This course exmaines medieval church treasuries, their contents and architectural settings, and the ways they have been conceptualized from the Middle Ages to the present. It highlights the diversity of treasury contents, from liturgical chalices to legal documents, who contributed to the shape of such colletions and why, and how the collections were documented. Major themes in present-day art history create the conceptual underpinnings of the course, including materiality, collecting and display, mobility, and patronage. The course will provide opportunities for students to work with objects in local museums and to develop research projects in the Digital Humanities. Recommended: Reading knowledge of French, German, Italian, and Latin helpful.
Book History and Print Culture (Collaborative Program)
East Asian Studies
Introduction to Old English II: Beowulf
This course is devoted to a collaborative reading and analysis of the Old English poem Beowulf: its language, its cultural and historical backgrounds, and its style. The work of our class will rely on close and informed attention to the poem's language and rhetorical strategies. In addition, we'll begin to explore some of the more technical aspects of studying Old English verse: possible topics include metrical analysis, paleography, and/or the problems of dating and authorship.
Completion of Old English I or its equivalent is desirable, but not a prerequisite.
Course Reading List:
Edition: R. D. Fulk et al., eds., Klaeber's Beowulf and the Fight at Finnsburg, 4th ed. (Toronto: U of Toronto Press, 2008). Secondary texts: TBA.
Course Method of Evaluation and Requirements:
Class time will be spent in discussion and translation of the poem. Each student will be expected to lead at least one seminar (with a 1-2 page critique handed in on the day of the seminar). Evaluation: class work: 15%; class presentations: 15%; short essay (abstract): 10%; final paper: 60%)
Term: S-TERM (January 2022 to April 2022)Time/Date: 2:00 pm - 4:00 pm, Fridays
French Language and Literature
Advanced Oral and Written French for Academic purposes
|NOT OFFERED IN 2021-2022|
Initiation à l’ancien français /Medieval French Language
Ce cours se propose de présenter les bases de la langue française du Moyen Âge, à travers une sélection d’extraits de textes originaux. On étudiera la morphologie et la syntaxe de l’ancien français, avec un aperçu de la phonétique historique et de la création lexicale. Les étudiants feront également connaissance avec les outils de travail existants (dictionnaires, grammaires). Les textes choisis permettront de se familiariser avec différents dialectes et de faire un tour d’horizon des principaux genres littéraires des 11e, 12e et 13e siècles; on s'en tiendra cependant à la lecture et n'approfondira pas le côté interprétatif. La description de la langue insistera davantage sur la dimension synchronique que sur la diachronie. Ce cours est également offert au niveau sous-gradué. Quelques séances supplémentaires seront obligatoires pour les étudiants gradués, mais facultatifs pour les étudiants sous-gradués.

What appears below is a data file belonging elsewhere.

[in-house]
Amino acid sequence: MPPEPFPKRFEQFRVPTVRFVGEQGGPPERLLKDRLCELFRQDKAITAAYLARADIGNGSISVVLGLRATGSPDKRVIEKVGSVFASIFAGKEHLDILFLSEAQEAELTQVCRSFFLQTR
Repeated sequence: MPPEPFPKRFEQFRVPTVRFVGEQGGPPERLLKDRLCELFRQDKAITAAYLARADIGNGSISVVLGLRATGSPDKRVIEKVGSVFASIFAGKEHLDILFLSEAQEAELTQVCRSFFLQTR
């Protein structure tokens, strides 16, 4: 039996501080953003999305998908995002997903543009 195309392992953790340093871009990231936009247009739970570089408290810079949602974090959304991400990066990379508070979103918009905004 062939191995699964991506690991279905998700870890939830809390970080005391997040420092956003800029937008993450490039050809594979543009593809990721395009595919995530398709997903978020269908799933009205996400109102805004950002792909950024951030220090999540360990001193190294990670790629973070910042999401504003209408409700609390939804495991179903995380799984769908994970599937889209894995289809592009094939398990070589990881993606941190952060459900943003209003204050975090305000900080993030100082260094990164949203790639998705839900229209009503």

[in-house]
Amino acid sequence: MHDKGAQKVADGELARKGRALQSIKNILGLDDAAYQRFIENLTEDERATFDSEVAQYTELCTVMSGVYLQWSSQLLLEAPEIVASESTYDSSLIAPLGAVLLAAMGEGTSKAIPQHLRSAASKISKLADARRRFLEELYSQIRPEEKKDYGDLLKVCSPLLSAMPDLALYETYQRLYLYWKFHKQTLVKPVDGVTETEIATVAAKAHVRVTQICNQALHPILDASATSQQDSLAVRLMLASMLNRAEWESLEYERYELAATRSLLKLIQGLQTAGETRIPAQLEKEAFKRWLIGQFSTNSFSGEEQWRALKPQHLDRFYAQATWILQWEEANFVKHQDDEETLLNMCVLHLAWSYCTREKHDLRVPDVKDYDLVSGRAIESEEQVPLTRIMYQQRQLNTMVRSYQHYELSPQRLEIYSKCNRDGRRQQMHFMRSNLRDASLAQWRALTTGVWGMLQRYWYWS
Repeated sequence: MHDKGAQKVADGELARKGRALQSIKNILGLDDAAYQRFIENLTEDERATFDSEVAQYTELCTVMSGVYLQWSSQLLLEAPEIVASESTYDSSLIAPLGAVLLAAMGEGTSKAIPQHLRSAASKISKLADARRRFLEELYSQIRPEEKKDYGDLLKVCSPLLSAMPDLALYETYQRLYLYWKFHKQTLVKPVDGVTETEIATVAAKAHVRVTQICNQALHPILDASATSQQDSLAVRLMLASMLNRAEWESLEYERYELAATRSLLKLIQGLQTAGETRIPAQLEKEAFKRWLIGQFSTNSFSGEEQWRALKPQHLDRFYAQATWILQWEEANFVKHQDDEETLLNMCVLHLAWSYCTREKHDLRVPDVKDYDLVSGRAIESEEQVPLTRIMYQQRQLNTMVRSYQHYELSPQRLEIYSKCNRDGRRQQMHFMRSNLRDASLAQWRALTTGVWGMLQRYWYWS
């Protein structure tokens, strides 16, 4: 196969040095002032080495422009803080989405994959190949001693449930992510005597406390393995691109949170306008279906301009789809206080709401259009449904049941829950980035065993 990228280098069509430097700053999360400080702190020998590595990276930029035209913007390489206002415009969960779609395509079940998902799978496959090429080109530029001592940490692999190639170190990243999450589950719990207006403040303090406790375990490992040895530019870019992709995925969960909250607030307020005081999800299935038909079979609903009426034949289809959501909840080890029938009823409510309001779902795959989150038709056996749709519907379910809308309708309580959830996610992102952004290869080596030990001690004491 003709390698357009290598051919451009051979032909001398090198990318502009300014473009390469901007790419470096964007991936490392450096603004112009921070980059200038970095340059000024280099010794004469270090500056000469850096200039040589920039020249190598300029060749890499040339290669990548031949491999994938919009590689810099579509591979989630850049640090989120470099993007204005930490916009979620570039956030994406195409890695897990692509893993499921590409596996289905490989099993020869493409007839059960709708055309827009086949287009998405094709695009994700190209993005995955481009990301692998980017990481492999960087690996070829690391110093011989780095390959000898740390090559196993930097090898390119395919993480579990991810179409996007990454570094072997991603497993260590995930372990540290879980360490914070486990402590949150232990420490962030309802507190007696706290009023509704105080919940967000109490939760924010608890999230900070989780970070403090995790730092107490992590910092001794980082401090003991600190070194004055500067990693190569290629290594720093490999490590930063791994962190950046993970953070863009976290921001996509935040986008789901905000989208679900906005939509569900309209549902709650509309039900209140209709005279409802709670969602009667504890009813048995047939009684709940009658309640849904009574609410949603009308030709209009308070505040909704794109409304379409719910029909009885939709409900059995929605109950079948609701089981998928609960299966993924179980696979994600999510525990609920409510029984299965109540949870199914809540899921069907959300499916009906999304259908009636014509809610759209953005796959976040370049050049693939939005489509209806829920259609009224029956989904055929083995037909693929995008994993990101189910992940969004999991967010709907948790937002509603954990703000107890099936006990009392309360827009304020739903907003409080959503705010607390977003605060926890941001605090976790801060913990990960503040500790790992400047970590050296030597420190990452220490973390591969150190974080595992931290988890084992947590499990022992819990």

Reading French Course for Graduate Students
|Old French Reading Group||D. Kullmann||Time and location TBA. Please contact the instructor if interested.|
|Byzantine Greek Reading Group||D. Kullmann||Time and location TBA. Please contact the instructor if interested.|
Germanic Languages and Literature
|GER1200HS Introduction to Medieval German Studies||M. Stock||
This course offers an introduction to the German language, literature, and culture of the Middle Ages. We will read and translate Middle High German texts, study facsimiles of medieval manuscripts, and inquire into epochal cultural concepts like courtly love and chivalry as well as courtly and clerical designs of identity. Authors discussed will include Hartmann von Aue and Walther von der Vogelweide among others. Reading knowledge in German or any medieval Germanic language is an asset, but no prerequisite.
|GER 6000F Reading German for Graduate Students||
In this course German reading knowledge is taught following the grammar-translation method designed for graduate students from the Humanities. It is an intensive course that covers German grammar with focus on acquiring essential structures of the German language to develop translation skills. The course is conducted in English, and consequently participants do not learn how to speak or write in German, but rather the course focuses exclusively on reading and translating German. Prior knowledge of German not mandatory. By the end of the course, students should be able to handle a broad variety of texts in single modern Standard German. This course is not intended for MA or PhD students in German.
|GER 6000S Reading German for Graduate Students||
Description as above.
|ITA 1200HS Dante||E. Brilli||
An examination of Dante’s works and criticism on them. This year course will focus on Dante’s life and offer a crossed-examination of the extant documentation on Dante’s life and the “autobiographical” declarations contained in his works.